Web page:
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CAMHS won't see you now

I used to love this job

Phil remembers the time when he felt an insane devotion to the NHS – but all that's changed

Phil remembers the time when he felt an insane devotion to the NHS – but all that's changed

There were two depressing items in the news this week. Actually there were dozens, but I've only got 700 words to talk about them, so let's concentrate on the real stinkers.

Tony Blair, in a speech to the NHS Confederation, defended his NHS reforms, on the grounds that they will lead to better patient care, and called on doctors and managers to sell the reforms to the public. Well Tony, not to mince words, you can bugger off. Your managers will no doubt say what you pay them to say, but I won't.

No doubt some of the 'useful idiots' in our profession will spout as much optimistic blather as will earn them their knighthoods, but those of us who have to deal with this shameful, wasteful mish-mash of ill-thought out and frankly dangerous dumbing down on a daily basis reserve the right to tell the truth, if asked.

Second, the Department of Health has moved up a gear in its campaign to renege on the GP contract it was so keen to negotiate. The bayonets are unsheathed. We earn too much, and they are going to claw it back.

Apparently, we should have invested more of the money into developing services. It makes me want to weep. Leaving aside for the moment that 80 per cent of my supposed pay rise has gone straight back again in various forms of tax, this is a staggering new concept in the field of employment theory. Using the same logic, if teachers get a pay rise they should be spending it on school textbooks. A fire fighter shouldn't be spending it on his mortgage, it should be going towards getting his fire engine turbocharged.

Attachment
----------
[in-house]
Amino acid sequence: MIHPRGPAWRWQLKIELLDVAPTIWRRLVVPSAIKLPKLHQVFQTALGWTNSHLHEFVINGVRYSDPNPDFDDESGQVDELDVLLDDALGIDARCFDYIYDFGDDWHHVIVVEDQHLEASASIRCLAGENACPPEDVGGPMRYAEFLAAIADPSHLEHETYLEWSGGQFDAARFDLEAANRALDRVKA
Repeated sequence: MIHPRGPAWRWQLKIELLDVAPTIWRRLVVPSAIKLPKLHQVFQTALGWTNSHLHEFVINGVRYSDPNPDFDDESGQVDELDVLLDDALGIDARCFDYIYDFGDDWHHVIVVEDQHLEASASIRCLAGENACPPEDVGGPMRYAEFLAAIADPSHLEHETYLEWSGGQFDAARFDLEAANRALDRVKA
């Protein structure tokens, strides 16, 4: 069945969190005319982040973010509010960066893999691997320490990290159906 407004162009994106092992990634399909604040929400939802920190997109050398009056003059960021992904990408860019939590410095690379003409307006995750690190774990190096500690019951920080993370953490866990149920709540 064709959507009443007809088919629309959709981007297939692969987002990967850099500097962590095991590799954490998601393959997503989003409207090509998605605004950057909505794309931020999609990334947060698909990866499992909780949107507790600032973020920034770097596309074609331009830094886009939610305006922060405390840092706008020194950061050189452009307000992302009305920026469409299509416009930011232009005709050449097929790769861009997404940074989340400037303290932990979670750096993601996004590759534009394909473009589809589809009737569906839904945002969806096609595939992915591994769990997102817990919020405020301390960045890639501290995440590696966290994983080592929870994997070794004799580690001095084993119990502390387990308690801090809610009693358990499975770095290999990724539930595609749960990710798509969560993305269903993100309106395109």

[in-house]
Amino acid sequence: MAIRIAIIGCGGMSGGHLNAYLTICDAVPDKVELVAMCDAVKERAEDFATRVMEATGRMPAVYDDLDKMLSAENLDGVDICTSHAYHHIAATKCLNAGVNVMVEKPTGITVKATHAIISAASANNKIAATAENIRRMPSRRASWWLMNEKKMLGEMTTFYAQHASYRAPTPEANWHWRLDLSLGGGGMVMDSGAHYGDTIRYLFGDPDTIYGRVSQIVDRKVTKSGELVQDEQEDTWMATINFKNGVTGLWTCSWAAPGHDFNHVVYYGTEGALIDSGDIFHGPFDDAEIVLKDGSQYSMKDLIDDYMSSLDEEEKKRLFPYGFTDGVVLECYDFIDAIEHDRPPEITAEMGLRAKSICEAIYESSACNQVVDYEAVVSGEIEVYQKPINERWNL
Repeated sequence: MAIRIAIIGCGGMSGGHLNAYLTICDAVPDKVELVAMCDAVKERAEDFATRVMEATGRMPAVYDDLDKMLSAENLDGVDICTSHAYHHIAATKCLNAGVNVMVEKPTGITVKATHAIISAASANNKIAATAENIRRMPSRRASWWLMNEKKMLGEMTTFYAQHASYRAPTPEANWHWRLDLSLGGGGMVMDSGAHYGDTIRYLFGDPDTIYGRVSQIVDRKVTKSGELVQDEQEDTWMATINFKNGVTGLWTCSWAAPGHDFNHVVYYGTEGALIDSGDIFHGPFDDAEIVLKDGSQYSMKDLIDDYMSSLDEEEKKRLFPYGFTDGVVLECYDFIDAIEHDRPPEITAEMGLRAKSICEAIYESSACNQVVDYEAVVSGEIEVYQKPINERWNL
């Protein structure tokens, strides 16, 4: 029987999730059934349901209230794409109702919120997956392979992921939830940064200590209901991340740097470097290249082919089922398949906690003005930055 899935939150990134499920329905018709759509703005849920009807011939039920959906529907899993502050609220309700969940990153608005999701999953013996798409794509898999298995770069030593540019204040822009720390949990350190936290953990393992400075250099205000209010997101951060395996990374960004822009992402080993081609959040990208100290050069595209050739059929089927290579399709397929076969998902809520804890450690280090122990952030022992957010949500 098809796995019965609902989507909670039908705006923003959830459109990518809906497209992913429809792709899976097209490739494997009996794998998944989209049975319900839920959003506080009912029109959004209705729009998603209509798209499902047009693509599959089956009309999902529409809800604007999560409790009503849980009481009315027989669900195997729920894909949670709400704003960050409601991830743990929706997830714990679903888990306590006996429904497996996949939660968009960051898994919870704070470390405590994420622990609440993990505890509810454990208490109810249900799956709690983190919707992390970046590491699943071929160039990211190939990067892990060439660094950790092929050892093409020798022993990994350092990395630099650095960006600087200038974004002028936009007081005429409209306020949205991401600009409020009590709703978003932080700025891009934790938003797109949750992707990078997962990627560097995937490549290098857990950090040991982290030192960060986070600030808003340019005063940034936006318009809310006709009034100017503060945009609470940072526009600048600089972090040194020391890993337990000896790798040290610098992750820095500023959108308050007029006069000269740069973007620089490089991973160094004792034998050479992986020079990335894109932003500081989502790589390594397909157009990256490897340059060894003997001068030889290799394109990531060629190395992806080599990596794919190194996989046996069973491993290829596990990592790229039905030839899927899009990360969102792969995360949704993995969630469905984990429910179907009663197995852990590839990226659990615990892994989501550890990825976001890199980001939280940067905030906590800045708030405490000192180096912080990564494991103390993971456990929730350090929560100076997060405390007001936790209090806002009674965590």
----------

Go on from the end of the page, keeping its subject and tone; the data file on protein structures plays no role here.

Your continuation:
I used to love general practice, and I had (in retrospect) an insane devotion to the NHS. It used to work, after a fashion, and I was proud to be part of Nye Bevan's revolutionary social experiment. Now I hate nearly all of it, and nearly everyone who meddles so irresponsibly with it. The only time I enjoy it is when I am sitting face to face with one of the punters this whole creaking dinosaur is supposed to be there for, and doing the job I was trained to do.

I do my best to solve their problems and we negotiate our way through the bureaucratic labyrinth of secondary care, phoning and writing and cajoling and calling in favours and bending the rules in order to get my patients what they need and deserve.

There's so much to be depressed about. The PFI schemes that have hopelessly endebted our service for decades to come, the fact that the NHS spends more money on the salaries of management consultants than it does on consultants, the fact that there are more NHS managers than there are beds, and yet it is practically impossible to get hold of either of them. We have endless policy initiatives on bullying and discrimination and smoking bans, day-long seminars on empowerment and equality, and yet only one antiquated MRI scanner and no one to type up X-ray reports. Where is their sense of priorities?

Sometimes I think it can't be as depressing as it seems, and today I decided I would make an attempt not to be so negative. I would make a list of all the things that enthuse me, all the things that make it all worthwhile and keep me committed. All the good bits. After half an hour I came up with the following list: 1. The Who have got a new album out; 2. Er, that's it.

Dr Phil Peverley is a GP in Sunderland and MJA Columnist of the Year

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